Founder Lesley Eccles of FanDuel on Raising Series A
By Simone Brummelhuis (Founder, TheNextWomen)
Lesley Eccles, Founder of FanDuel, is in a good mood. The company has just raised a series A funding due to its success in the market. Time for an update and interview with Lesley:
Simone Brummelhuis: So, what’s the update on the company?
Lesley Eccles: We are transforming the fantasy sports industry in the US. There are 30 million people who play fantasy sports each year and there has been little in the way of innovation over recent years. Our game, FanDuel (launched in July 2009) takes the traditional way of playing a season-long fantasy football or baseball game and shortens it into just one day. It’s a completely new way of playing — fast and a lot of fun.
The company behind FanDuel is Hubdub Ltd. Originally based in Edinburgh, we’ve recently opened an office in New York in addition to our San Francisco base and now have a staff of 15 people and a turnover this year of over $2M.
Simone Brummelhuis: And your role?
Lesley Eccles: I am Co-Founder and Marketing Director. We do a lot of online advertising and social media campaigns and have established the partnerships with many of the large newspapers in the US.
Simone Brummelhuis: Why another round of financing?
Lesley Eccles: We raised $4M in a new round of funding in September this year led by Piton Capital in London and our existing investors, Pentech Ventures and the Scottish Investment Bank. We had raised $1.2M in January 2009 which we used to prove the initial concept and get to the point of product-market fit. Now we want to use this round to scale up the product and the team.
Simone Brummelhuis: How was it to go after funding again, what did you do different this round?
Lesley Eccles: When we went out for the first round in 2008, we had a different game, one which didn’t have such a clear business model. It was also a time of great uncertainty in the market — we actually pitched to Pentech the day that Lehmen Brothers went bust!
But they saw the potential in our team and knew that we would find a way to make the business model work.
When we went out the second time, we had a game which was making revenue, a proven distribution strategy and real product-market fit — the FanDuel players were hugely engaged in the product. If you can tick those three boxes, doors start to open more easily!
Simone Brummelhuis: Any learnings which you can tell other entrepreneurs to learn from?
Lesley Eccles: Most of the things that you do won’t work. It will feel like you’re running one marathon after another but never getting there. The biggest challenge is just to keep going, to keep having faith and to keep believing in your team and your product.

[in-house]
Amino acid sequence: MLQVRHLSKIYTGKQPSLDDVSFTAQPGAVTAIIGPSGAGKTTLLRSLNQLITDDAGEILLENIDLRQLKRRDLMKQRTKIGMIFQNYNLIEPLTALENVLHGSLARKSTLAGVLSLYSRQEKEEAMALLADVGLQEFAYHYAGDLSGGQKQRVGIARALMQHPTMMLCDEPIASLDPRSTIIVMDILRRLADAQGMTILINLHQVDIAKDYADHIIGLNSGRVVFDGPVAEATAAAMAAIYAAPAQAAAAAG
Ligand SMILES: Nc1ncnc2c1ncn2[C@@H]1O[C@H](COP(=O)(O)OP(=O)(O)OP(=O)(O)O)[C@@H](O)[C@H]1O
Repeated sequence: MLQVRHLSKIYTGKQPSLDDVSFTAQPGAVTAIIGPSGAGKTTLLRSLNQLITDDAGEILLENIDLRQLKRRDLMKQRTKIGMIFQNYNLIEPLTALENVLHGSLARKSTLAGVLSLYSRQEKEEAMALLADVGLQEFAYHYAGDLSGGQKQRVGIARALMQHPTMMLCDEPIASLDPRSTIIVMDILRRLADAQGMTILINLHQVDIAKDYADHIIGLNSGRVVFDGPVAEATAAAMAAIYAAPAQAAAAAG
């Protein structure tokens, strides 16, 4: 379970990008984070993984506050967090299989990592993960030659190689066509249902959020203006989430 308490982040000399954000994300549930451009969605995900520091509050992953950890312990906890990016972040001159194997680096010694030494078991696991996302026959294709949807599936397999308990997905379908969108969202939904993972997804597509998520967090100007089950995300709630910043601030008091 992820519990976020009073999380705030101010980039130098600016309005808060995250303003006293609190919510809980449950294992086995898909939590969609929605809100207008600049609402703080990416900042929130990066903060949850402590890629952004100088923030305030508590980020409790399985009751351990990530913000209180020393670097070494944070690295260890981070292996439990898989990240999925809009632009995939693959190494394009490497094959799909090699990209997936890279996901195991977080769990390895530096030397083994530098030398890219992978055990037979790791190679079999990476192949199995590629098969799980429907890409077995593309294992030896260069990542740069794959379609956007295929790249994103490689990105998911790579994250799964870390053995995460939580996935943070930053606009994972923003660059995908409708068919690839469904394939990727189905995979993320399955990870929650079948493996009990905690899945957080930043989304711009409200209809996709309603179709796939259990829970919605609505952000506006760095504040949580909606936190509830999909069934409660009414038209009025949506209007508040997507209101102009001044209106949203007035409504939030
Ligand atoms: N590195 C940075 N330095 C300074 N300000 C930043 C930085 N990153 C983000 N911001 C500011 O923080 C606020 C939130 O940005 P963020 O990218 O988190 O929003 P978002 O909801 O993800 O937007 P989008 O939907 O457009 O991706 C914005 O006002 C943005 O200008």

Having said that, if you truly believe that your business model or product is fundamentally flawed, do not be afraid to pivot and completely change your strategy or your product — just do it as quickly and as cleanly as possible.
Simone Brummelhuis: Which things do you know now, that you did not know when you started?
Lesley Eccles: The list is absolutely endless. I came into this business after a career in management consulting (and a career break to have a family) where you very rarely get to see something through to completion.
With a startup, you have to wear many hats — whether it’s setting up a PPC campaign, establishing an affiliate program or purchasing advertising, you have to do it all from scratch (with no experience!) — and see it through.
Simone Brummelhuis: European companies in US: any general learnings?
Lesley Eccles: It is possible but it’s difficult — and eventually you do need to have a presence in your market. Hubdub has five founders all from the UK, but now over half of our team is American and based over there.
Because we weren’t in the target market, it meant that we have spent a lot of time doing customer development — really understanding our customers and what they need — much more so than I would say is typical in a startup.
Often it is too easy for startup founders to have a cool idea that they would use themselves and they think that if they would use it, then everyone else is bound to use it.
Simone Brummelhuis: Biggest dream?
Lesley Eccles: My biggest dream is that daily fantasy sports becomes the de-facto standard way of playing fantasy sports for those 30 million players.
This post was originally published at TheNextWomen.
About the guest blogger: Simone Brummelhuis is Founder, CEO and Editor-in Chief of TheNextWomen, the First Women’s Internet Business Magazine and Community with a focus on startups and growing businesses, led, founded or invested in by women be it in the media, service, retail, communication or any other industry, with a tech or internet angle, from Silicon Valley to Europe, Latin America, Africa and Asia. A partner of Women 2.0, the NextWomen is behind concepts such as Kitchen Dinners.